If you have any questions regarding real estate conditions in your neighborhood, I am always here to help. Whether you’re curious or actively looking to make a transaction, contact me at your convenience.

In Park City Real Estate, Timing is Important…

The Sundance Film Festival is Not the Time to Buy or Sell Park City Real Estate

Egyptian Theater Park CityFifty Thousand people descend on our town of about 20,000 each year for the Sundance Film Festival. For ten days, our small town is transformed into one giant film festival and everything revolves around it. Even the public school schedules are altered because of the traffic patterns.

While the media showcases the celebrities at film premiers or walking down our historic Main Street, the truth is that these folks represent just a small fraction of those 50,000 visitors. My guess is that many of these visitors are:

  • Worker bees associated with the movies
  • Worker bees associated with the Sundance Film Festival
  • Volunteers associated with the Sundance Film Festival
  • Visitors who are fans of independent film
  • Visitors who want to “stargaze”, crash parties and are generally Festival “hangers-on”

My point is that none of the above are visiting Park City because of its amazing mountain lifestyle or to ski. Which means that every room is booked with people who have come to visit a film festival. The amazing location helps draw people, but it is secondary to the Festival. These visitors are generally not likely to invest in property.

Of the minority of Festival attendees who are familiar with our town and interested in looking at property while they are here, it’s almost impossible to find a condominium or home that is not rented to a Festival attendee. Since demand is high and rental rates skyrocket during the 10 days of the Sundance Film Festival, it is very difficult to find properties available to show and to navigate through the traffic and parking restrictions.

Which brings me back to my point. If you are a potential buyer or seller of Park City real estate, the Sundance Film Festival is not the ideal time to find the right buyer or property. When would be a good time? The Sundance Film Festival ends on January 31st. There will be a lull between February 1st and President’s Week, which starts on February 13th. The last week of February, after President’s Week and before “spring break” season is another great time to look around.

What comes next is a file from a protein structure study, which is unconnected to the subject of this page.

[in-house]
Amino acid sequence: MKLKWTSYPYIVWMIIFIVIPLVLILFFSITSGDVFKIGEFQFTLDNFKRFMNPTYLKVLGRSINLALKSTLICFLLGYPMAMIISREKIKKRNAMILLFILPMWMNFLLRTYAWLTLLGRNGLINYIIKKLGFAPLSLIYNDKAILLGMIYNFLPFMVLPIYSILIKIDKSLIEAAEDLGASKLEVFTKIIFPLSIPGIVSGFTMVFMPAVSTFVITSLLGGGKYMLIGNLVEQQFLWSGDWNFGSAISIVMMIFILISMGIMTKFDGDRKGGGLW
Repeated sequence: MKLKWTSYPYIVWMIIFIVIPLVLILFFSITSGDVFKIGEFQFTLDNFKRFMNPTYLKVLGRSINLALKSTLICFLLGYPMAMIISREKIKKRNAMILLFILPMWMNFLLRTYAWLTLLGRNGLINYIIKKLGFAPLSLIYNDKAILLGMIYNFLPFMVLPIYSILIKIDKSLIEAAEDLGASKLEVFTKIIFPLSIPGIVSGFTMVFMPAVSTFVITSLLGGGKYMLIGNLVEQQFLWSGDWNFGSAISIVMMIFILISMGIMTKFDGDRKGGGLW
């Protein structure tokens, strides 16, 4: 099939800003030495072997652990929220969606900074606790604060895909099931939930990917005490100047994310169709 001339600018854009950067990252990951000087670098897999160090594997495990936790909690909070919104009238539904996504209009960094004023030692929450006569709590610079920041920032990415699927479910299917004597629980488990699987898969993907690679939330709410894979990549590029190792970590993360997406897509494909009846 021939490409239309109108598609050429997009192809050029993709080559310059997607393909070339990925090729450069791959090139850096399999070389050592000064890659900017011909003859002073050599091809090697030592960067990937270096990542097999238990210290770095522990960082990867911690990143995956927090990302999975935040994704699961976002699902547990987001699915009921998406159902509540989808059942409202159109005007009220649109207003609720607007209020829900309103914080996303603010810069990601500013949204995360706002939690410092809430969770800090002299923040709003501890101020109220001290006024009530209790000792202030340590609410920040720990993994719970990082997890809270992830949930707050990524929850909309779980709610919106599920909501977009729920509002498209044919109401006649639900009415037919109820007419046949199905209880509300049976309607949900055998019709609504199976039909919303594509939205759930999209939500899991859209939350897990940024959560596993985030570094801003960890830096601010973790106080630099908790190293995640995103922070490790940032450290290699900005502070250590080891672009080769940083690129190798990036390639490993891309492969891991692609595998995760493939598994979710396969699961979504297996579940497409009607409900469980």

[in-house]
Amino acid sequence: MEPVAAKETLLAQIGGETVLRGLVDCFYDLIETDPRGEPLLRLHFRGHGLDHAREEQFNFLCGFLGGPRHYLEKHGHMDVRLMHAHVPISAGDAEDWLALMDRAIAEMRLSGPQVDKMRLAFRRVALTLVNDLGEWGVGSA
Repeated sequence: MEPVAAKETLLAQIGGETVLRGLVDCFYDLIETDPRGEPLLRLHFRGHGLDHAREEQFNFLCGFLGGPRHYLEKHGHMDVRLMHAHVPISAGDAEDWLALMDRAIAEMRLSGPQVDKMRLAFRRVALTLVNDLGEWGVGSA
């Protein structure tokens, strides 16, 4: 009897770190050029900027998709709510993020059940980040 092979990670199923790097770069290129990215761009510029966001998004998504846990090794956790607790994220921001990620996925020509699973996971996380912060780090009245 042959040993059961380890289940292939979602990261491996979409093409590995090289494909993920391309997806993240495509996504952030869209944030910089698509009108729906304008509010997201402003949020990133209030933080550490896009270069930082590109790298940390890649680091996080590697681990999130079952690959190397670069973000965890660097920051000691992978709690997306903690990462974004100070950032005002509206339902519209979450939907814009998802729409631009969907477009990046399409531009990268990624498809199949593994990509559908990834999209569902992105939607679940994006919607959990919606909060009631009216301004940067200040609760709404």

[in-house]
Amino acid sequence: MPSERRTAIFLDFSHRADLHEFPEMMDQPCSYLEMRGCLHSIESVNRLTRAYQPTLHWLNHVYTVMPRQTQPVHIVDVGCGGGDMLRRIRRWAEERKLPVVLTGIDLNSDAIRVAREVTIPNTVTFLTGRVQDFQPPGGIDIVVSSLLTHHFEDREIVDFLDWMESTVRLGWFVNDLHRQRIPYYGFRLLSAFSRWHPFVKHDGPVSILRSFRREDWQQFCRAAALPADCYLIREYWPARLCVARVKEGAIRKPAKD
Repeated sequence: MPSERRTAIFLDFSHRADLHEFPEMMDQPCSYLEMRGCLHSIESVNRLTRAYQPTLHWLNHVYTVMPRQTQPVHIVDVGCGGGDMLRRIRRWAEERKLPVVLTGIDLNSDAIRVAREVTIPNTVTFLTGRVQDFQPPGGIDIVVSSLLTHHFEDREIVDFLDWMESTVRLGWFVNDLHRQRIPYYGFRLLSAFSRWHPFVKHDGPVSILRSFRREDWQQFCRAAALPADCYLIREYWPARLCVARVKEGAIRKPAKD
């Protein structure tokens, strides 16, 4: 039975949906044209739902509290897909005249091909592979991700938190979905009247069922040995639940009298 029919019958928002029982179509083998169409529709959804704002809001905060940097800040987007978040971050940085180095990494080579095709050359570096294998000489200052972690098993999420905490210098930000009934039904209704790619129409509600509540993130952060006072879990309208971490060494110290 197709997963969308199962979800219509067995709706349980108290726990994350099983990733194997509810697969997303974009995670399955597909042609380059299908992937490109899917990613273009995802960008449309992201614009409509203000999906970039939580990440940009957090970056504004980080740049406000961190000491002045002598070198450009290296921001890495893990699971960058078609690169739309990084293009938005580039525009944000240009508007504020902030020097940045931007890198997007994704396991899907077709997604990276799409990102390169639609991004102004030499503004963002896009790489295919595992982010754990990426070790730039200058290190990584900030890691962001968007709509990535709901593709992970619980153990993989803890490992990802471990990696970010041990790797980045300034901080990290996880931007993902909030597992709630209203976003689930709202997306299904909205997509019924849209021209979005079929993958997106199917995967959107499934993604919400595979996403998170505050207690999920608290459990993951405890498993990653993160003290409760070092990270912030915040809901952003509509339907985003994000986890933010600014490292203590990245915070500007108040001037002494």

In the meantime, let me know if I can help with your property needs! I can set you up with a market snapshot so you can keep track of what’s going on in the Park City neighborhoods of interest to you.

How the Stock Market and Real Estate are Connected

12 White Pine Canyon in Park City
The stock market doesn’t always go up. But what does that mean for luxury real estate in places like Park City?

Those of us who have stock portfolios or retirement accounts may not be too happy with what we have been seeing over the past 6 months. The third week of August, 2015 was the worst week in four years, and a recent drop of 6.6 percent this month has reminded many of us that the stock market doesn’t always go up.

What could a stock market dip mean for real estate?

  • It could keep the Federal Reserve from raising interest rates on mortgages.
  • When stocks turn volatile, many investors turn towards real estate as a more conservative investment.
  • Real estate values correspond with the overall economy, including employment. As long as the economy is good, there will be demand for housing.
  • A psychological shift in buyers thinking they do not have ‘enough money’ in their portfolio could have a negative impact on demand.
  • Economic uncertainty or a loss of consumer confidence may cause buyers to delay purchasing decisions.
  • Declining portfolios could mean buyers have less cash for down payments or to close.

In short, if the stock market declines, but the overall economy is strong, we could see an increased demand in real estate as a less volatile investment opportunity. On the other hand, declining portfolios could have a negative psychological impact on buyers, causing them to delay purchases.